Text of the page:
The Road It Didn't Take: No B'way for Paper Mill Follies

News   The Road It Didn't Take: No B'way for Paper Mill Follies As reported by the NY Daily News and NY Post (July 8) and speculated on for several weeks, Paper Mill Playhouse's smash revival of Follies will not be coming to Broadway. The all-star cast would have made it an expensive proposition to begin with, and since the show closed at the NJ theatre May 31, regrouping the performers would have been one extra difficulty for any remounting to overcome.

As reported by the NY Daily News and NY Post (July 8) and speculated on for several weeks, Paper Mill Playhouse's smash revival of Follies will not be coming to Broadway. The all-star cast would have made it an expensive proposition to begin with, and since the show closed at the NJ theatre May 31, regrouping the performers would have been one extra difficulty for any remounting to overcome.

However, according to the Daily News (in an article confirmed by sources close to the production), the main factor in the Follies' collapse was the opinion of the wife of the librettist -- who controls her husband's interest in the show. Bobby Goldman, wife of author James, reportedly did not want the show to come to New York, despite repeated pleas from Paper Mill and a group of producers who had raised the needed $4 million for a commercial transfer.

Unnamed sources interviewed by the News gave various hypotheses for Goldman's refusal, one saying she was displeased with the production and was hoping for a different mounting at the Roundabout Theatre, another saying that husband James was the one unhappy with the Paper Mill version and was allowing his wife to "play the heavy."

Reached by the Daily News, Bobby Goldman reportedly refused to comment on her reasons for halting Follies, saying "these are private business decisions."

The Daily News did quote a couple of heavy-hearted cast-members, including Tony Roberts, who apparently said, "It is shocking and disgraceful that Mrs. Goldman...has the power to prevent this great show from coming to Broadway... The hopes and dreams of the entire company are dashed." Ann Miller was quoted as saying, "We had great reviews. All the money was in place. And then [Bobby Goldman] slammed the door on us. I don't know what would make her so cruel."

As for the composer, Stephen Sondheim, production spokesperson Jim Byk told Playbill On-Line (July 8), "All indications were that Sondheim wanted the show to transfer. He saw the show on more than one occasion and was at the CD recording session [June 1 & 2] and helped supervise it." When asked by the Daily News about the Follies situation, Sondheim refused comment.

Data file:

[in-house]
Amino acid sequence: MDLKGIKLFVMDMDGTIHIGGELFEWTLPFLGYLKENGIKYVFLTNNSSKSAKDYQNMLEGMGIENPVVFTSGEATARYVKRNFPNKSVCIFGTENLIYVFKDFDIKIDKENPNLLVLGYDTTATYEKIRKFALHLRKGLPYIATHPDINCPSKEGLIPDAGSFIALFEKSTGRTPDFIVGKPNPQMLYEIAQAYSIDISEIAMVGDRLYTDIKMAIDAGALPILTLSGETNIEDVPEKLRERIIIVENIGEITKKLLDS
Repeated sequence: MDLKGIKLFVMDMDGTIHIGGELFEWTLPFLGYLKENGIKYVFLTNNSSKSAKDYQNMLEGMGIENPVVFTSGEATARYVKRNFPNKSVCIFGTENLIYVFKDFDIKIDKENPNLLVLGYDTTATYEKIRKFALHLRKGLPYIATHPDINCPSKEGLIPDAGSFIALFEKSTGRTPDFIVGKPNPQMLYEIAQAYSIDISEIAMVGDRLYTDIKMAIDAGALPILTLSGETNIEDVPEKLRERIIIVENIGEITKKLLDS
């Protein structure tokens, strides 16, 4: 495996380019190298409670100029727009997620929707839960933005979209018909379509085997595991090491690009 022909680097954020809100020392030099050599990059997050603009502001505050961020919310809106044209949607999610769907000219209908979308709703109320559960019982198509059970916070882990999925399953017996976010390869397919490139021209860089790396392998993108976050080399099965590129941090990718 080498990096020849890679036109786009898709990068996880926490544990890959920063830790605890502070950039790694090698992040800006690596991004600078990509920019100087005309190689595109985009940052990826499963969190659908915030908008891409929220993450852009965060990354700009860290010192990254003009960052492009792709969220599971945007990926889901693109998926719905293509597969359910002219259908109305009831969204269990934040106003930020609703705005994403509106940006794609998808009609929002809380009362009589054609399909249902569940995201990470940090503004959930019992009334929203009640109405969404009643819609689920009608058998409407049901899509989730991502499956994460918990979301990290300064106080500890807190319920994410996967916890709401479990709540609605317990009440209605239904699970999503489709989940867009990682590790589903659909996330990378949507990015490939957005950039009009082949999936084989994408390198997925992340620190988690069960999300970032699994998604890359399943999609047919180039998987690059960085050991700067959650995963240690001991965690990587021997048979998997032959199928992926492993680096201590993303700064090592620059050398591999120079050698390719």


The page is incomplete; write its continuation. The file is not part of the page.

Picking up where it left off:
Follies fans can take some comfort in the knowledge that TVT Soundtrax is expected to release the cast recording in early fall. The show was also in talks with PBS to tape and broadcast the production, but Paper Mill spokesman Dennis Dougherty said (May 28) the video version was also definitely shelved.

Ironically, the TVT spokesperson told Playbill On-Line (May 28) the record label held off release until somewhere between late August and mid October, in hopes of tying-in the CD release with a possible Broadway opening.

Production spokesman Jim Byk told Playbill On-Line the recording will include not just the full score as performed at Paper Mill Playhouse in Millburn, NJ through May 31, but will include an appendix of songs cut from the show in its pre-Broadway tryouts, and songs added for subsequent productions.

Spokesperson Jim Byk said Robert Sher is producing the cast recording for TVT Soundtrax in a two-disk set, featuring all the music from this production, including the never-recorded "Bolero d'Amour" and all the dance music for "Who's That Woman?" and "The Right Girl."

The appendix will include "The Story of Lucy and Jessie," which isn't in the Paper Mill mounting, plus "Uptown and Downtown," "All Things Bright and Beautiful," "Pleasant Little Kingdom," and "Can That Boy Fox-Trot" (the song replaced by "I'm Still Here").

Paper Mill artistic director Robert Johanson directed this revival of the legendary Stephen Sondheim/James Goldman musical about veteran "Follies" stars and vaudevillians remembering their youth, and resolving conflicts of the heart that began back when they were chorus kids backstage. The all-star cast featured Tony Roberts as Buddy and Hollywood legend Ann Miller as Carlotta. Also in the cast: Donna McKechnie, Laurence Guittard, Dee Hoty, Liliane Montevecchi, Eddie Bracken, Kaye Ballard, Phyllis Newman, Donald Saddler and Natalie Mosco.

Jerry Mitchell ("Broadway Bares" and TV's Rosie O'Donnell Show) choreographs . Songs include "Losing My Mind," "In Buddy's Eyes," "Beautiful Girls" and "The Girls Upstairs."

TVT Soundtrax' first venture into cast recordings was the recently released 1776 revival. Hillary Knight, the noted logo designer (No No Nannette, Sugar Babies, Irene), will do the CD album cover for Follies.

Playbill On-Line got a Sneak Peek at Follies in rehearsal. Check out the story and photos.

Tony Roberts, last on Broadway in Victor/Victoria, has a long list of NY credits, including Doubles and Jerome Robbins' Broadway, not to mention nearly every film comedy Woody Allen made in the 1970s.

Hollywood tap legend Ann Miller also had a late-career Broadway hit with Sugar Babies.

Phyllis Newman (Subways Are For Sleeping) played Stella. Kaye Ballard played Hattie. Ballard began her Broadway career in The Golden Apple and continued it with Funny Girl, Wonderful Town and She Stoops To Conquer.